Malawi Govt appealing on Magistrate ruling to refer perjury case back to High Court

The State is seeking an  appeal at the High Court  on the ruling the Lilongwe Chief Resident Magistrate’s Court that the perjury case involving former ruling Democratic Progressive Party (DPP) President Peter Mutharika and three others should be referred back to Judge Ivy Kamanga of the High Court who is hearing other charges of treason.

The other accused answering the perjury charges are former chief secretary to the government Bright Msaka, former Cabinet ministers Goodall Gondwe and Jean Kalilani, who is also Democratic Progressive Party secretary general.

In her ruling made on Wednesday last week, which referred the perjury case against four of the 12 accused in the treason case back to the High Court, chief resident magistrate Ruth Chinangwa pointed out that the State cannot charge a defendant twice on the same facts.

But the State which was given 30 days to appeal, has indicated it will move the High Court to review Magistrate Chinangwa’s determination, arguing that the lower court ‘s ruling had errored on a matter of law.

Accused of wilfully giving  false evidence to the commission of inquiry : (L-R) Gondwe, Msaka, Mutharika
Accused of wilfully giving false evidence to the commission of inquiry : (L-R) Gondwe, Msaka, Mutharika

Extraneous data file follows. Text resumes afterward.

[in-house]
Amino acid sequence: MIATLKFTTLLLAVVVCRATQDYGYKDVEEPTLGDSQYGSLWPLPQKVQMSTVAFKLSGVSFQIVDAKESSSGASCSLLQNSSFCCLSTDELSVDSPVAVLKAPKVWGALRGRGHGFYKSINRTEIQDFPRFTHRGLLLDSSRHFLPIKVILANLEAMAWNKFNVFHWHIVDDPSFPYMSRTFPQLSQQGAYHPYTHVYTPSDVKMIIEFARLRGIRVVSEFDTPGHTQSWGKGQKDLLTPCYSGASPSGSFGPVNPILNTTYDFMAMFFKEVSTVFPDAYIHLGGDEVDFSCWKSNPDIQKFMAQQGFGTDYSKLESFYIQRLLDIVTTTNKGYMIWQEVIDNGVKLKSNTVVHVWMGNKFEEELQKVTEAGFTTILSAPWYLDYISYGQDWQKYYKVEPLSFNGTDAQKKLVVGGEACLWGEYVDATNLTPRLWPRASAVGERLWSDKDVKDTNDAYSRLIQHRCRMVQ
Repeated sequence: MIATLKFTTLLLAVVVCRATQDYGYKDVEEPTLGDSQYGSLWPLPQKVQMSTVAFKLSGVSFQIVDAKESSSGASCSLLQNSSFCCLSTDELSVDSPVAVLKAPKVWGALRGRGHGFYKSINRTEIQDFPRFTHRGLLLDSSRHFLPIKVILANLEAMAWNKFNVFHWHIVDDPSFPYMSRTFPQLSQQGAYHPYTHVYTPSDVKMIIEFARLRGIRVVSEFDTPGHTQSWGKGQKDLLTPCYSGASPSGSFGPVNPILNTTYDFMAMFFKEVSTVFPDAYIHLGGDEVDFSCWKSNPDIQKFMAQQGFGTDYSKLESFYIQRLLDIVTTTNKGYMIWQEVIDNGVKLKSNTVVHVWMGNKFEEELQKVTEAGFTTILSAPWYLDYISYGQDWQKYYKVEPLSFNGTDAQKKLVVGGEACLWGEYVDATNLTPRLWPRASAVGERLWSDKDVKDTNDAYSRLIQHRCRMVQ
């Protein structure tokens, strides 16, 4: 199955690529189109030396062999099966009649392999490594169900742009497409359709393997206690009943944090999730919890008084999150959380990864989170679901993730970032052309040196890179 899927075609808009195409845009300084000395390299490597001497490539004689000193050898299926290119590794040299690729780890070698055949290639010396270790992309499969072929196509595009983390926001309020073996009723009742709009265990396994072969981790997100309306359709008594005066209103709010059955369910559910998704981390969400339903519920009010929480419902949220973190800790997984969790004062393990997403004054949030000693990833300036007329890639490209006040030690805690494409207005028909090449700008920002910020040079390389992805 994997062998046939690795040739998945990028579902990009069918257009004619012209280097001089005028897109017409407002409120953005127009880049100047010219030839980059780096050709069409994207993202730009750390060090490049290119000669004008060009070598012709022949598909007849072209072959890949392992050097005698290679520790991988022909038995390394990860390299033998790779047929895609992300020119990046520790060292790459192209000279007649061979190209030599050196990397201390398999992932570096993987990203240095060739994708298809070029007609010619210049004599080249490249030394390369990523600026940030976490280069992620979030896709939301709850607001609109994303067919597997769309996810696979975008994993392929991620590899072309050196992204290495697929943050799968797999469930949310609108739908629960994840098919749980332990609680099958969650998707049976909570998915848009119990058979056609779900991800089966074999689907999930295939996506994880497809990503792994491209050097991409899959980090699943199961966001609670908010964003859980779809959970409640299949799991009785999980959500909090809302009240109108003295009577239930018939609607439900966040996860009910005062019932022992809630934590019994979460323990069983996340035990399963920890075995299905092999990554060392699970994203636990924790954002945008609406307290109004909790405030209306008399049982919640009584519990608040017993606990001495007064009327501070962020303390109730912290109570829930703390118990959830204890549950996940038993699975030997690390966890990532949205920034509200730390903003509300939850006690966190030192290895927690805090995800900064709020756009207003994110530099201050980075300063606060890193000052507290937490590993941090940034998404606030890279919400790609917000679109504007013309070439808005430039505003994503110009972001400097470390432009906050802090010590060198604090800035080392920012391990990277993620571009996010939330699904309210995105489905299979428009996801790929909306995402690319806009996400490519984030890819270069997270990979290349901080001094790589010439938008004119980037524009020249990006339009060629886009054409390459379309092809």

According to Director of Public Prosecutions (DPP) Bruno Kalemba, the State —which has engaged three private practice lawyers to help it try the case with a huge legal bill running into millions—they want the High Court to determine the legality of some of the lower court’s findings.

“The State has thoroughly examined the ruling and it is our considered opinion that there are issues that need re-examination by the High Court to determine the legality and correctness of some of the findings made by the honourable chief resident magistrate,” Kalemba is quoted by The Nation.

“ We are examining options available to us on how to move the High Court to make such determination,” said Kalemba.

Prosecution team of two former directors of public prosecutions Fahad Assani and Ishmael Wad, and Ralph Mhone  has since  submitted a combined bill of K24 million for working on the case.


The four accused are alleged to have lied under oath and attempted to block Pres. Joyce Banda from ascending to the office of the president after the death of Pres. Bingu wa Mutharika in April last year.

Besides the four, the other accused in the treason case include former Cabinet minister Henry Mussa, former deputy ministers Nicholas Dausi and Kondwani Nankhumwa, former deputy chief secretary to the government Necton Mhura, former presidential guard commander Duncan Mwapasa and the late Bingu wa Mutharika’s former legal adviser Allan Ntata.

Whereas Mwapasa is yet to be charged, Ntata was charged in absentia as he is reported to be lecturing at a university in United Kingdom.

The 12 are facing different charges in relation to the roles they played during the death of Bingu wa Mutharika in April last year and in handling the transition. They are accused of trying to circumvent constitutional order to block Banda, Mutharika’s estranged State vice-president then, from ascending to the presidency after the death.

The arrests followed the release of a report by a Commission of Inquiry appointed by President Banda to investigate the death of the President and also issues surrounding the succession.

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